n. An impromptu and unauthorized drive-in movie theater, particularly one set up in an unused urban space where the movie is projected against the side of a building.
Drive-in theaters have come a long way since the outdoor Theatre de Guadalupe in New Mexico first welcomed cars to join seated crowds at screenings in 1915. But decades of growth up through the 1950s and 60s gave way to decline in the 70s and 80s. A recent “guerrilla drive-in” movement, however, has begun to reinvent the concept, using new technologies to create mobile open-air theaters in the hearts of cities.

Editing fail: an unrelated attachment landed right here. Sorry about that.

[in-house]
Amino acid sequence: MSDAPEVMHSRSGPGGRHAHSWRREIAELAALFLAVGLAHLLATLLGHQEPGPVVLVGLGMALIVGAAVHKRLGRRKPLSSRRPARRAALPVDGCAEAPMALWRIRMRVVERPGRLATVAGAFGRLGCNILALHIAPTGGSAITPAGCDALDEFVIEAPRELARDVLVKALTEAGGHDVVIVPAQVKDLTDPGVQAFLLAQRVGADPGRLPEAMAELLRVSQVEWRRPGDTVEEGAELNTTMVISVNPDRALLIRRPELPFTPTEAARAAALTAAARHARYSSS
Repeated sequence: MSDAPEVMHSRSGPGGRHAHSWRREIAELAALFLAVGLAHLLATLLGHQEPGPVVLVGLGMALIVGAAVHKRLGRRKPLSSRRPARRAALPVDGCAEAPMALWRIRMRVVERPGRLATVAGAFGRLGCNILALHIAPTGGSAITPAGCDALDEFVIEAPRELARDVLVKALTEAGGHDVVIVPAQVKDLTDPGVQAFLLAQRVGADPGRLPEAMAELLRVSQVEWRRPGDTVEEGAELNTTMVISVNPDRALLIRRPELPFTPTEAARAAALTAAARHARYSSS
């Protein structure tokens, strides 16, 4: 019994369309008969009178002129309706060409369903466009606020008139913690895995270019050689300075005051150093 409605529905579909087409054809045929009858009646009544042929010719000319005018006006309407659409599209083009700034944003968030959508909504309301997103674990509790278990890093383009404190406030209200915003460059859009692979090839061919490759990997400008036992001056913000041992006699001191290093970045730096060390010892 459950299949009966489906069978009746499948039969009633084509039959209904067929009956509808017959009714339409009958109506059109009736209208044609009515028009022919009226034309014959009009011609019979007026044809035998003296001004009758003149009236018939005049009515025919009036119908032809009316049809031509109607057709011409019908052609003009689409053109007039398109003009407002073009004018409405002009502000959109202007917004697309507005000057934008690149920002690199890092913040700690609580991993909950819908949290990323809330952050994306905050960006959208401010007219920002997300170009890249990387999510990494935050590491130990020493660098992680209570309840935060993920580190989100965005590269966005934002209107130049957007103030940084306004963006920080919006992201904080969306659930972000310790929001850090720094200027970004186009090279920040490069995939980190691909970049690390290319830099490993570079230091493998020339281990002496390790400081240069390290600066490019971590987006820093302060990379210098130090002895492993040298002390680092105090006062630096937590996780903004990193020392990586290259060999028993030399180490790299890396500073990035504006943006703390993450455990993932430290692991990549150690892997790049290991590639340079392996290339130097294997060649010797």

Jeff Hull, an artist who owns a production company in San Francisco, came up with the idea for Oaklandish in the late 1990s. He wanted to create an ongoing public art project dedicated to uniting the city…He hosted guerrilla drive-in movies in abandoned parking lots where he would screen documentaries about Oakland.
The roots of the guerrilla drive-in movement has been traced to Santa Cruz, Calif., where Wes Modes started a collective to screen outdoor movies around 2001.
Combine the exacting bad taste of “Mystery Science Theater 3000" with an abiding love of vanishing Americana. and you've got Atomic Shock Theater. The group's Guerrilla Drive-In Series has featured such classic B-movie fodder as the moonshine-and-muscle-cars epic “Dixie Dynamite” and George Romero's “Night of the Living Dead."